Archives for October 2016

Glowing review


Guidon photographer Stephanie White caught autumn in its fading glory recently in front of Kreitzberg Library.








After 24 years heading Norwich University, President Schneider still loves his job

President Richard Schneider is Norwich's longest-serving president – and he still loves his job.

President Richard Schneider is Norwich’s longest-serving president, tallying 24 years on the job.

As the 23rd president of Norwich University, Richard Schneider has set a record as the longest-serving president and in the process, gained a 20-plus year history and legacy. While President Schneider is on his 24th year at Norwich University since being appointed in 1992, he has no plans of stopping until he is finished.

“My goal is to continue to advance us, to leave us in a stronger place even than we are today. Forbes (magazine) just rated us as a Class ‘A’ school, and let me tell you, we weren’t in ‘92 when I came, so I’m happy, but I’m not finished yet. I am still as committed to Norwich as the day that I was when I started, maybe I’m even more passionate about it,” said Schneider, who offered a reflection on his tenure during an interview in his office.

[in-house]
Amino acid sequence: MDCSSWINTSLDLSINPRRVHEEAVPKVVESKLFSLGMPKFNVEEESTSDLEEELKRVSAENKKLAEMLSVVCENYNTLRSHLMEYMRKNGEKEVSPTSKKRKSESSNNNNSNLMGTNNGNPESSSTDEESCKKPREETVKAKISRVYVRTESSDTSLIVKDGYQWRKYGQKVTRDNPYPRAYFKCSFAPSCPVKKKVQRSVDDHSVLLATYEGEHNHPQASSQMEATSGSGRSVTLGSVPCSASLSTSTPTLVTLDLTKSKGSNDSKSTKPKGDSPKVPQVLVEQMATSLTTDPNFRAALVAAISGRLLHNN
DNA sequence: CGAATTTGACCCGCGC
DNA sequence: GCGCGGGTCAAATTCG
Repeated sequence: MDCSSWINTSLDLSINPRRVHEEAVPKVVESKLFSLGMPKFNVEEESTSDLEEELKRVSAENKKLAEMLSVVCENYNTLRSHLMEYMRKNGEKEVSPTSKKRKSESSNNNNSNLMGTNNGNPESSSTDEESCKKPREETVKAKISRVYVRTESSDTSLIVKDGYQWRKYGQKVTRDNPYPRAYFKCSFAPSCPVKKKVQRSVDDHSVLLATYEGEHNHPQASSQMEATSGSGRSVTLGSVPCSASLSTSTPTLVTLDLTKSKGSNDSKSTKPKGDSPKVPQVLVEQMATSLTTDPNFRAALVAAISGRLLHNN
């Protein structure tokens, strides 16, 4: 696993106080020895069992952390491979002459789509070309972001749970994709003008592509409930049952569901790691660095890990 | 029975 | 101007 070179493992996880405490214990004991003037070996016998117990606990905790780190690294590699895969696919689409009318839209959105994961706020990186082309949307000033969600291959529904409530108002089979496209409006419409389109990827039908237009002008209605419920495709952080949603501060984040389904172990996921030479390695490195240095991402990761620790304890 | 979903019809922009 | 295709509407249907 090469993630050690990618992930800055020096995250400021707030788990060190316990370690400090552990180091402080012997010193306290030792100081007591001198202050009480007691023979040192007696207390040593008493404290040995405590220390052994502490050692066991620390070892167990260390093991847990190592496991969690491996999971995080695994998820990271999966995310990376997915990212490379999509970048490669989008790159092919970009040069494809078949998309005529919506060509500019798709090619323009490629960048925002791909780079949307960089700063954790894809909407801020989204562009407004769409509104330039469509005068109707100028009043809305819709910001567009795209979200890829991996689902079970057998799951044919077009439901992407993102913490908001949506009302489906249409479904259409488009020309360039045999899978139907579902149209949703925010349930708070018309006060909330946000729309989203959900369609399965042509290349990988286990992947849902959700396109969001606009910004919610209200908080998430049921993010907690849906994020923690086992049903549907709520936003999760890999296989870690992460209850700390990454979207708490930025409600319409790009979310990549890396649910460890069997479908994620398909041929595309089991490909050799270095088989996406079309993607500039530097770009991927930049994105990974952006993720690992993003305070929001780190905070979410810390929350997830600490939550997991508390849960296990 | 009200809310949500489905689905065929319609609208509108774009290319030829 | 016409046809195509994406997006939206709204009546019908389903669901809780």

President Schneider never wanted to originally leave teaching at the US Coast Guard Academy in New London, Conn. But he volunteered for different positions and that led him into eventually deciding to seek a presidency job. “My last active duty job was teaching physics at the Coast Guard Academy, I volunteered to be the assistant dean. You volunteer for stuff because you never know what you’re going to learn. So then I went to the University of Delaware, finished my graduate work, and then I went to Drexel. And there they went through three presidents in eight years and I learned of what not to do as President,” said Schneider.

“I was the treasurer, and my doctoral dissertation is in finance. I learned a lot at Drexel, and then you guys (Norwich) came looking for me,” said Schneider. [Read more…]

Shane Breer was a ‘textbook’ case of kindness

Shane Breer was a student at Norwich University before his untimely death on Sept. 3, 2016. His dedication for service to others before self was a way of life he carried into the classroom helping out fellow students.